Schizophrenia-linked genetic variations and the developing brain: an interview with Prof. Guo-li Ming

Prof. Guo-li MingTHOUGHT LEADERS SERIES...insight from the world’s leading experts

How much is currently known about what happens in the developing brain that puts people at risk of schizophrenia?

Over 25 years ago, it was proposed that schizophrenia is a mental disorder with a developmental origin, which has been supported by brain imaging and post-mortem studies. 

For example, structural brain imaging studies have consistently shown a subtle, almost universal, decrease in grey matter, enlargement of ventricles, and focal alteration of white matter tracts. The exact cause that leads to these structural changes is still largely unknown.

How have previous studies identified genetic mutations that are more common in people with schizophrenia?

The genetic risks for schizophrenia are identified through linkage, association or genome-wide association studies (GWAS).

What schizophrenia-linked genetic variations have been discovered and which variation did your research study?

During the past two decades, many genetic variants in different forms (gene mutations, SNPs: single nucleotide polymorphism and CNVs: copy number variations) have been identified to be linked to schizophrenia. 

In our study, we focused on one of these: CNVs at 15q11.2.  In this case, patients are missing a small portion of their DNA on chromosome 15.  The deleted region contains 4 genes.

Please can you tell us how you used skin cells from people with schizophrenia to study the impact of the missing part of 15q11.2?

We used a technology called induced pluripotent stem cell technology to transform dermal skin cells into cells with pluripotency (iPSCs) by reprogramming these cells with transcription factors. 

These iPSCs can then be differentiated into cells with neural lineage, which maintain the same genetic composition as the donor individual.

Why do normal neural progenitors form orderly rings when grown in a dish and how did you find out which of the genes in the missing piece of the genome were responsible for those with the deletion not growing in this way?

Neural rosettes (orderly rings) are the developmental signature of neural progenitors in culture and are formed by radial arrangements of columnar cells, which mimic the organization of neuroepithelial cells in the neural tube during fetal development. 

The maintenance of this ring structure requires actin cytoskeleton.  Among the 4 genes affected by this 15q11.2 CNV, CYFIP1 had been previously shown to be linked to actin regulation. 

Our study from multiple levels of analyses provides evidence to support CYFIP1 as a potential major contributing factor to biological processes implicated in the neurodevelopmental origins of these disorders.

What did your results reveal about the changes that occur in the developing brain of people with schizophrenia?

First, we have identified a novel phenotype in early neural progenitor stages using human iPSCs and confirmed these findings in vivo using animal models. 

Second, as a functional consequence of CYFIP1 deficiency, neural progenitors and their neuronal progeny are aberrantly localized in the developing cortex in vivo, resulting in altered stratification of projection neurons and malformation of cortical layers.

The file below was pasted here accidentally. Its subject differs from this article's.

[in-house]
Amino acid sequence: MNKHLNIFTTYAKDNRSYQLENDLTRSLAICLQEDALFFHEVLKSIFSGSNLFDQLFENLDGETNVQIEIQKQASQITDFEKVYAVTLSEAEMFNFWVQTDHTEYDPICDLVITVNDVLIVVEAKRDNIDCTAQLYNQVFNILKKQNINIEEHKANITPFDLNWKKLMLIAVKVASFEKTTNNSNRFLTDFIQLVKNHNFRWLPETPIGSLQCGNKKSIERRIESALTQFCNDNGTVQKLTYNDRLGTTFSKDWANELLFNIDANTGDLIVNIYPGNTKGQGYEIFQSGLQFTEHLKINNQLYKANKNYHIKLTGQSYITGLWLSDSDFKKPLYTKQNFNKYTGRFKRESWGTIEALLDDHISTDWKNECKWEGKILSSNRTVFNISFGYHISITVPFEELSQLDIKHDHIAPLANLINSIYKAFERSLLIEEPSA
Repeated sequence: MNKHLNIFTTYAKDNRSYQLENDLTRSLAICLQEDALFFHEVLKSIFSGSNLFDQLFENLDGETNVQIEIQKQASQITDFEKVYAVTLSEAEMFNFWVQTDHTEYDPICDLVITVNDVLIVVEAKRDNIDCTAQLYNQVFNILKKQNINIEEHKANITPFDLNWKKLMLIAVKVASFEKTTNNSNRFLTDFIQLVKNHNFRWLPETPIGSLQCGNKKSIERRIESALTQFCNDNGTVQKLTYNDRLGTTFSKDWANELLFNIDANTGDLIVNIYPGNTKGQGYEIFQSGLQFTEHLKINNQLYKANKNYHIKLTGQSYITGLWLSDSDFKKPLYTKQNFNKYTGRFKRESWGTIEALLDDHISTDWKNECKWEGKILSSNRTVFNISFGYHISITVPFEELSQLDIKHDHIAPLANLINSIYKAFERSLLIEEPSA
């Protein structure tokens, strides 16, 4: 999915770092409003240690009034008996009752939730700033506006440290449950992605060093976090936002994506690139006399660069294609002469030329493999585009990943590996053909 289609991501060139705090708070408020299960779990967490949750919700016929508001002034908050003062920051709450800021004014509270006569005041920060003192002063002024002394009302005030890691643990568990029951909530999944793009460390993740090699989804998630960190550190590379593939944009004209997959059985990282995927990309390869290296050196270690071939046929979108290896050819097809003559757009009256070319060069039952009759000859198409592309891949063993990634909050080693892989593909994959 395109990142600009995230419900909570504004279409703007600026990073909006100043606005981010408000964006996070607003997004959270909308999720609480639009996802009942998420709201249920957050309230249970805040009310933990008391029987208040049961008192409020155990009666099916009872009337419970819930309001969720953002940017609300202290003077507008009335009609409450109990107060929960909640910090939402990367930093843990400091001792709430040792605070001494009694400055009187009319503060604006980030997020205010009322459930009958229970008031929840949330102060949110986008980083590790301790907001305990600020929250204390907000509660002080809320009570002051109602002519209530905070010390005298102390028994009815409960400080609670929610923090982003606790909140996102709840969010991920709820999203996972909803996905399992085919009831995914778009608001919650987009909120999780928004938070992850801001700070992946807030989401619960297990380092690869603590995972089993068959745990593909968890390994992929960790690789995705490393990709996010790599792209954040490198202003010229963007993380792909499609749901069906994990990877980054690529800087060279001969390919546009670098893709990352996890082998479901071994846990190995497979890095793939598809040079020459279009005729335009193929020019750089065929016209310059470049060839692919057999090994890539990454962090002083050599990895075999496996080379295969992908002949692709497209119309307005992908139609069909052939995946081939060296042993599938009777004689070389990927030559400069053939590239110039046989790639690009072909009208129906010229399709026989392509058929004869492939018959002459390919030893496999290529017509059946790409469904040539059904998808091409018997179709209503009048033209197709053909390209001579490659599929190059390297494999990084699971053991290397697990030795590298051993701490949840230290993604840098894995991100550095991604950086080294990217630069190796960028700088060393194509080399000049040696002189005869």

As deficits in cortical patterning have been suggested in schizophrenia, our studies thus provide direct support for the developmental origin of schizophrenia.

What impact do you think this research will have?

First, using human iPSCs as a leading discovery tool, our study generated new insight into the underlying pathophysiology arising from genetic variation associated with risk for schizophrenia.

Second, we reveal a mechanistic link between the15q11.2 CNV, which has been implicated in risk for several psychiatric disorders, and key neural developmental processes that have also been implicated in several psychiatric disorders.

Third, our integrated mechanistic and human genetic study implicates, for the first time, WAVE signalling in schizophrenia-a new signalling pathway and target for future investigation and potential drug development.

What further research is needed to help increase our understanding of the causes of schizophrenia?

Further understanding of how this genetic risk might affect behaviour will shed light on the pathophysiology of schizophrenia and functional consequences of specific deficits in brain development.

Where can readers find more information?

About Professor Guo-li Ming

The research of Dr. Guo-li Ming’s laboratory centers on understanding the molecular mechanisms underlying neuronal development during embryonic stages and in the adult brain and underlying psychiatric mental disorders with neural developmental origin, with a particular focus on the signaling events involved in cell morphogenesis, cell migration, and axon/dendritic guidance.

She has been serving as a Steering committee member of Neuroscience Graduate Program, a member of the Office of Women in Science and Medicine advisory group of JHMI, a committee member of JHU ISCRO and a member of the Mentoring Program “Women in Neuroscience” of Society for Neuroscience.

April Cashin-Garbutt

Written by

April Cashin-Garbutt

April graduated with a first-class honours degree in Natural Sciences from Pembroke College, University of Cambridge. During her time as Editor-in-Chief, News-Medical (2012-2017), she kickstarted the content production process and helped to grow the website readership to over 60 million visitors per year. Through interviewing global thought leaders in medicine and life sciences, including Nobel laureates, April developed a passion for neuroscience and now works at the Sainsbury Wellcome Centre for Neural Circuits and Behaviour, located within UCL.


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